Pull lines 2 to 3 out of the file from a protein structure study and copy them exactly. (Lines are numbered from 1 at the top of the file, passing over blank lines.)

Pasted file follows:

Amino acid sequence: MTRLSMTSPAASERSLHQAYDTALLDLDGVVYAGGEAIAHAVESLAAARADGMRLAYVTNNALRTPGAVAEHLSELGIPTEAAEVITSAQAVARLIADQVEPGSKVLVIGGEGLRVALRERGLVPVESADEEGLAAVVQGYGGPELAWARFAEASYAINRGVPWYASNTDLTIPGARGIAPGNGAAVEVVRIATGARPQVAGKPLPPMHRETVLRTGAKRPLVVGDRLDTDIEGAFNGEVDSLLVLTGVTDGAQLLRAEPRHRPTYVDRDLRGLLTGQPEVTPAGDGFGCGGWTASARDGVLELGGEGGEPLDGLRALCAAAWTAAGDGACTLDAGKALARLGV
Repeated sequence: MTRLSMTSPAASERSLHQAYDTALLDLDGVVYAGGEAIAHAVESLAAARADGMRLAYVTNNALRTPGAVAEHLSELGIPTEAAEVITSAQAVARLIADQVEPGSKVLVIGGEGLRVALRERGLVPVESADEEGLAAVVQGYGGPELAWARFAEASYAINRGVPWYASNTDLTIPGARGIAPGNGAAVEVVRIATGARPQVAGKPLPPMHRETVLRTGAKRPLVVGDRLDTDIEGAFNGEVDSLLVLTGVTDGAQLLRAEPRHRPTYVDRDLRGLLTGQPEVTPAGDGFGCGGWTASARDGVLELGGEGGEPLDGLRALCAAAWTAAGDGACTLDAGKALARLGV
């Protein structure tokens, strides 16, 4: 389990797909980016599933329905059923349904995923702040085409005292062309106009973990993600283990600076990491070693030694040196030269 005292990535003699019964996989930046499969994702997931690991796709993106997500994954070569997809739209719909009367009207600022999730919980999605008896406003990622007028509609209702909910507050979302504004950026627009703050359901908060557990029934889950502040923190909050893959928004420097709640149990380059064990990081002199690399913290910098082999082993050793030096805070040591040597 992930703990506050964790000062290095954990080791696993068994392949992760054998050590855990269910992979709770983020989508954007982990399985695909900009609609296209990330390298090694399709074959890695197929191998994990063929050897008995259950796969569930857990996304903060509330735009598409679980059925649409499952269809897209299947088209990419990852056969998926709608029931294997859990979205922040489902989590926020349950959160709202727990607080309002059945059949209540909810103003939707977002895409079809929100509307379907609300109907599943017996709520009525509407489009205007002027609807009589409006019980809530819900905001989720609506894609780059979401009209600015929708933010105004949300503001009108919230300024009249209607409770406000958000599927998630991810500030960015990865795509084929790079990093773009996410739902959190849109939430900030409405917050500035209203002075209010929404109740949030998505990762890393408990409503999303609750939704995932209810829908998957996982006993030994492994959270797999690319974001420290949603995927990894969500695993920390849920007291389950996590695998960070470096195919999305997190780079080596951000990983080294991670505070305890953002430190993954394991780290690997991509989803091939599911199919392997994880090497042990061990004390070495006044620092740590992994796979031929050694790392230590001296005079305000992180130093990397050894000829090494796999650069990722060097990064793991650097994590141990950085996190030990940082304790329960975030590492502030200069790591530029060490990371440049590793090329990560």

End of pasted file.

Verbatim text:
Repeated sequence: MTRLSMTSPAASERSLHQAYDTALLDLDGVVYAGGEAIAHAVESLAAARADGMRLAYVTNNALRTPGAVAEHLSELGIPTEAAEVITSAQAVARLIADQVEPGSKVLVIGGEGLRVALRERGLVPVESADEEGLAAVVQGYGGPELAWARFAEASYAINRGVPWYASNTDLTIPGARGIAPGNGAAVEVVRIATGARPQVAGKPLPPMHRETVLRTGAKRPLVVGDRLDTDIEGAFNGEVDSLLVLTGVTDGAQLLRAEPRHRPTYVDRDLRGLLTGQPEVTPAGDGFGCGGWTASARDGVLELGGEGGEPLDGLRALCAAAWTAAGDGACTLDAGKALARLGV
């Protein structure tokens, strides 16, 4: 389990797909980016599933329905059923349904995923702040085409005292062309106009973990993600283990600076990491070693030694040196030269 005292990535003699019964996989930046499969994702997931690991796709993106997500994954070569997809739209719909009367009207600022999730919980999605008896406003990622007028509609209702909910507050979302504004950026627009703050359901908060557990029934889950502040923190909050893959928004420097709640149990380059064990990081002199690399913290910098082999082993050793030096805070040591040597 992930703990506050964790000062290095954990080791696993068994392949992760054998050590855990269910992979709770983020989508954007982990399985695909900009609609296209990330390298090694399709074959890695197929191998994990063929050897008995259950796969569930857990996304903060509330735009598409679980059925649409499952269809897209299947088209990419990852056969998926709608029931294997859990979205922040489902989590926020349950959160709202727990607080309002059945059949209540909810103003939707977002895409079809929100509307379907609300109907599943017996709520009525509407489009205007002027609807009589409006019980809530819900905001989720609506894609780059979401009209600015929708933010105004949300503001009108919230300024009249209607409770406000958000599927998630991810500030960015990865795509084929790079990093773009996410739902959190849109939430900030409405917050500035209203002075209010929404109740949030998505990762890393408990409503999303609750939704995932209810829908998957996982006993030994492994959270797999690319974001420290949603995927990894969500695993920390849920007291389950996590695998960070470096195919999305997190780079080596951000990983080294991670505070305890953002430190993954394991780290690997991509989803091939599911199919392997994880090497042990061990004390070495006044620092740590992994796979031929050694790392230590001296005079305000992180130093990397050894000829090494796999650069990722060097990064793991650097994590141990950085996190030990940082304790329960975030590492502030200069790591530029060490990371440049590793090329990560």